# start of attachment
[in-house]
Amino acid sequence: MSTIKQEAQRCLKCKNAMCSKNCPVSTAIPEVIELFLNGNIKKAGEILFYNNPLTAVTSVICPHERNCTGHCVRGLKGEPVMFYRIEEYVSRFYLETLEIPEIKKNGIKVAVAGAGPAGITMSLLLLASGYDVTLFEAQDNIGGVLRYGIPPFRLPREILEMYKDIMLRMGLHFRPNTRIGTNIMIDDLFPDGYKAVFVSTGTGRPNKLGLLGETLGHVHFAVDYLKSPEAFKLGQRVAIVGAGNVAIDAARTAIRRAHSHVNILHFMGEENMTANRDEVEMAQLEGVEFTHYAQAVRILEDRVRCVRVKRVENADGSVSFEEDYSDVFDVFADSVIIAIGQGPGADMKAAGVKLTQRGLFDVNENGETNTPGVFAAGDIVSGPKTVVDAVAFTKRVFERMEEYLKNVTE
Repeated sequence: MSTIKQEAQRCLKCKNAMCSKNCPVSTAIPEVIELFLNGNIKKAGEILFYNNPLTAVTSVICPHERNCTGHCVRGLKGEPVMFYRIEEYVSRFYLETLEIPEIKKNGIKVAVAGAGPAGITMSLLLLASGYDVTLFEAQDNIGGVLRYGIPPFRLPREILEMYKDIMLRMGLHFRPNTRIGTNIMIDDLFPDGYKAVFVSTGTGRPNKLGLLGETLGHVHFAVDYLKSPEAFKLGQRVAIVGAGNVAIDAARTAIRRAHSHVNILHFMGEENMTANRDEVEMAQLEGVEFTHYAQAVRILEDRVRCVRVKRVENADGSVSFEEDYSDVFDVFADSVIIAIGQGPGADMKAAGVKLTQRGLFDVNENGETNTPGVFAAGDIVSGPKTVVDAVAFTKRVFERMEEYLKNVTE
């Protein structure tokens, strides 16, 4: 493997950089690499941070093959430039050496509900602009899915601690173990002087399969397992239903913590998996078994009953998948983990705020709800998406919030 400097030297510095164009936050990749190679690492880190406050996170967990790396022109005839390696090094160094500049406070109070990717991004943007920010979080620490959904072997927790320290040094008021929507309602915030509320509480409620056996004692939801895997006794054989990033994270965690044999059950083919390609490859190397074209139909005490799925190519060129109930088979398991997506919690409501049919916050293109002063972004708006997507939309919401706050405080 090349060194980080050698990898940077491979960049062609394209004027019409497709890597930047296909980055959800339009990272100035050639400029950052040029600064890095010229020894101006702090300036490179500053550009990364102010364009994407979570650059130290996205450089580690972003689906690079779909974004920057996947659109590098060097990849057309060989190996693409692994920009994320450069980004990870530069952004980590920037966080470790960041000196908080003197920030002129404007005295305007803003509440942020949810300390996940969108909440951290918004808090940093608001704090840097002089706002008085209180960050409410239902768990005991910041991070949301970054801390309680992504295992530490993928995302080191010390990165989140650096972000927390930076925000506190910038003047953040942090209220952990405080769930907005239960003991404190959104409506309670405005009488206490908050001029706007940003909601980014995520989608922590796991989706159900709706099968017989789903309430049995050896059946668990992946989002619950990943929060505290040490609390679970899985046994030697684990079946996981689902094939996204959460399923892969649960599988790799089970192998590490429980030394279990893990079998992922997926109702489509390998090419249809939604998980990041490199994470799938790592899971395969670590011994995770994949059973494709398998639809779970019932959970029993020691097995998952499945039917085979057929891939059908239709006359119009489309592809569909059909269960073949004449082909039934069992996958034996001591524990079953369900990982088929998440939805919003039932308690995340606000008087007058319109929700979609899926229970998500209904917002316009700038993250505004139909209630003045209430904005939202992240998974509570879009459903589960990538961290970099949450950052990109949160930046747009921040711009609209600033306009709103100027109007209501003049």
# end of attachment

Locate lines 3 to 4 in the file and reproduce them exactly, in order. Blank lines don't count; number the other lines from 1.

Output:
Repeated sequence: MSTIKQEAQRCLKCKNAMCSKNCPVSTAIPEVIELFLNGNIKKAGEILFYNNPLTAVTSVICPHERNCTGHCVRGLKGEPVMFYRIEEYVSRFYLETLEIPEIKKNGIKVAVAGAGPAGITMSLLLLASGYDVTLFEAQDNIGGVLRYGIPPFRLPREILEMYKDIMLRMGLHFRPNTRIGTNIMIDDLFPDGYKAVFVSTGTGRPNKLGLLGETLGHVHFAVDYLKSPEAFKLGQRVAIVGAGNVAIDAARTAIRRAHSHVNILHFMGEENMTANRDEVEMAQLEGVEFTHYAQAVRILEDRVRCVRVKRVENADGSVSFEEDYSDVFDVFADSVIIAIGQGPGADMKAAGVKLTQRGLFDVNENGETNTPGVFAAGDIVSGPKTVVDAVAFTKRVFERMEEYLKNVTE
């Protein structure tokens, strides 16, 4: 493997950089690499941070093959430039050496509900602009899915601690173990002087399969397992239903913590998996078994009953998948983990705020709800998406919030 400097030297510095164009936050990749190679690492880190406050996170967990790396022109005839390696090094160094500049406070109070990717991004943007920010979080620490959904072997927790320290040094008021929507309602915030509320509480409620056996004692939801895997006794054989990033994270965690044999059950083919390609490859190397074209139909005490799925190519060129109930088979398991997506919690409501049919916050293109002063972004708006997507939309919401706050405080 090349060194980080050698990898940077491979960049062609394209004027019409497709890597930047296909980055959800339009990272100035050639400029950052040029600064890095010229020894101006702090300036490179500053550009990364102010364009994407979570650059130290996205450089580690972003689906690079779909974004920057996947659109590098060097990849057309060989190996693409692994920009994320450069980004990870530069952004980590920037966080470790960041000196908080003197920030002129404007005295305007803003509440942020949810300390996940969108909440951290918004808090940093608001704090840097002089706002008085209180960050409410239902768990005991910041991070949301970054801390309680992504295992530490993928995302080191010390990165989140650096972000927390930076925000506190910038003047953040942090209220952990405080769930907005239960003991404190959104409506309670405005009488206490908050001029706007940003909601980014995520989608922590796991989706159900709706099968017989789903309430049995050896059946668990992946989002619950990943929060505290040490609390679970899985046994030697684990079946996981689902094939996204959460399923892969649960599988790799089970192998590490429980030394279990893990079998992922997926109702489509390998090419249809939604998980990041490199994470799938790592899971395969670590011994995770994949059973494709398998639809779970019932959970029993020691097995998952499945039917085979057929891939059908239709006359119009489309592809569909059909269960073949004449082909039934069992996958034996001591524990079953369900990982088929998440939805919003039932308690995340606000008087007058319109929700979609899926229970998500209904917002316009700038993250505004139909209630003045209430904005939202992240998974509570879009459903589960990538961290970099949450950052990109949160930046747009921040711009609209600033306009709103100027109007209501003049």